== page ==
Zaman Keinath-Esmail (she/her), who created the open letter alongside two other students, has said that “we are not no-platforming anyone… we think change will come more quickly if we ask for everyone to commit to it”.
She went on to say that “changing the culture of the university cannot be a top-down process: rather, we must affect change simultaneously at all levels to be successful”. The letter, which has garnered the support of a wide range of student societies including the Oxford Feminist Society and the Oxford African and Caribbean Society, accuses the university of not responding to complaints raised thus far in a ‘proportionate’ manner.
In a series of demands, the letter calls for a commitment to include trans women in future research conducted by the Oxford Martin School and requests that those professors who have “a history of transphobic views” be moved to non-student facing roles. The letter also calls on the university to adopt publicly the definition of transphobia as laid out by Trans Actual UK. Trans Actual UK includes “misrepresenting those who oppose trans people’s human rights and “ignoring the fact that transphobia is amplified when it is intersectional” in its definition of transphobia.
Zaman continued, “my hope is that our letter will begin a discussion with the university about how to better support trans students and other marginalised groups”.
Suggesting the SU LGBTQ+ Campaign as a possible conduit through which to hold a public consultation for the university to reaffirm commitments to support trans students and tangibly improve their welfare, the letter ends with the hope of establishing a “process of dialogue”.
When asked for comment, the Oxford Martin School had this to say: “The Oxford Martin School is committed to supporting people who wish to make or have made changes to their gender identity. It aims to create an inclusive trans-friendly culture and workplace, free from discrimination, harassment or victimization, where all people are treated with dignity and respect.”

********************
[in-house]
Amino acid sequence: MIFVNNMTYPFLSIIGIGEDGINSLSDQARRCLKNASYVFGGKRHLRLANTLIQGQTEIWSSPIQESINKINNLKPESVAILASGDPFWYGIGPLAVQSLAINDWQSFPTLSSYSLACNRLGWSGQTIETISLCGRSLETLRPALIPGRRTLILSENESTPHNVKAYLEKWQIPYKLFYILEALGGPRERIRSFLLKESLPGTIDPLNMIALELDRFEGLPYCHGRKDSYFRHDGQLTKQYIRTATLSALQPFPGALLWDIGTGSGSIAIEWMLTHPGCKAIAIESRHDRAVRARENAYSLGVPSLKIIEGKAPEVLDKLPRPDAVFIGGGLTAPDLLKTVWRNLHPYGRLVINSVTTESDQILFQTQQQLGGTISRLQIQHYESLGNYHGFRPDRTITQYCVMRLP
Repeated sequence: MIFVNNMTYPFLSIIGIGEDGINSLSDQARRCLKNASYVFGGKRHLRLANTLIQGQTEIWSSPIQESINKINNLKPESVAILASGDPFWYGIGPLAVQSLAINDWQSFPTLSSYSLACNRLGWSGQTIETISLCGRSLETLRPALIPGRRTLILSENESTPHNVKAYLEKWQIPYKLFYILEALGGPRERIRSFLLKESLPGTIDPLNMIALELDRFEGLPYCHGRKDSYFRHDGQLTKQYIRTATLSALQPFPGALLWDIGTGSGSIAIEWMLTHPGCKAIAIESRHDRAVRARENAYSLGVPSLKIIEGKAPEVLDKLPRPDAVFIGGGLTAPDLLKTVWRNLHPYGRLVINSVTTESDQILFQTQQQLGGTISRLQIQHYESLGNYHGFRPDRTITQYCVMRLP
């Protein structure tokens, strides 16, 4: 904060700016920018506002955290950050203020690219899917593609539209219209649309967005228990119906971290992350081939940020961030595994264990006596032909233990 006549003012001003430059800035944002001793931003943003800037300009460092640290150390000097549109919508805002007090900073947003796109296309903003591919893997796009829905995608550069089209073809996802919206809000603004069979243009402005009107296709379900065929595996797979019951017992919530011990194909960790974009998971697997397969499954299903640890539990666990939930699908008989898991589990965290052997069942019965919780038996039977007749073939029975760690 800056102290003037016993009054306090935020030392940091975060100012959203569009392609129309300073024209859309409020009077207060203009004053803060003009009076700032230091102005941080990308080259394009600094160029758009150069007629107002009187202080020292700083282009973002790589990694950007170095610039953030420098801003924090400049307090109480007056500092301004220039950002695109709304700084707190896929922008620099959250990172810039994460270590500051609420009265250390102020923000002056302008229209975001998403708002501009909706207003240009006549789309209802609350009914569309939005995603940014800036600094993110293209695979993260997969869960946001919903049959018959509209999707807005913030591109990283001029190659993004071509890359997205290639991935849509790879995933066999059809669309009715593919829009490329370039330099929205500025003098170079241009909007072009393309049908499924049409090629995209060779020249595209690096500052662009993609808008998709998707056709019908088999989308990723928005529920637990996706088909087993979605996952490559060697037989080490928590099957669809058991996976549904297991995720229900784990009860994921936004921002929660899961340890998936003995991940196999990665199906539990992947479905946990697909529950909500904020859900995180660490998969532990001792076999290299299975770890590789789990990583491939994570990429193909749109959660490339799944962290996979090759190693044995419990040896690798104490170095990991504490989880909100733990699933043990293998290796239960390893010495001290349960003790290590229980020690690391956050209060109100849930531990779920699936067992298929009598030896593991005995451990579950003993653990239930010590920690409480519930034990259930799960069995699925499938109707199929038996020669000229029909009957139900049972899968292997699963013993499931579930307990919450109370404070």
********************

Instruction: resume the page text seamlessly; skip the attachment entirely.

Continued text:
The School, which specializes in research and policy and is based in the University’s Social Sciences Division continued:
“The School supports research into major global challenges and narrowing inequality between men and women is by definition one such challenge. The Women’s Equality and Inequality programme will develop a better understanding of the reasons for women’s inequality and how we can overcome this.
Professor Paseta’s specialism in the history of feminism and women’s education alongside Professor Todd’s expertise in the history of the working-class, women and feminism in modern Britain well-equips them to bring important new perspectives.
We fully support the right of researchers to design and develop their own research within the University’s policies on academic freedom.
The school appreciates that people can hold very strong and heartfelt views on some of the complex issues surrounding this topic. We hope that working towards greater equality globally will be positive for all people.”
Image credit: Delia Giandeini via UnSplash.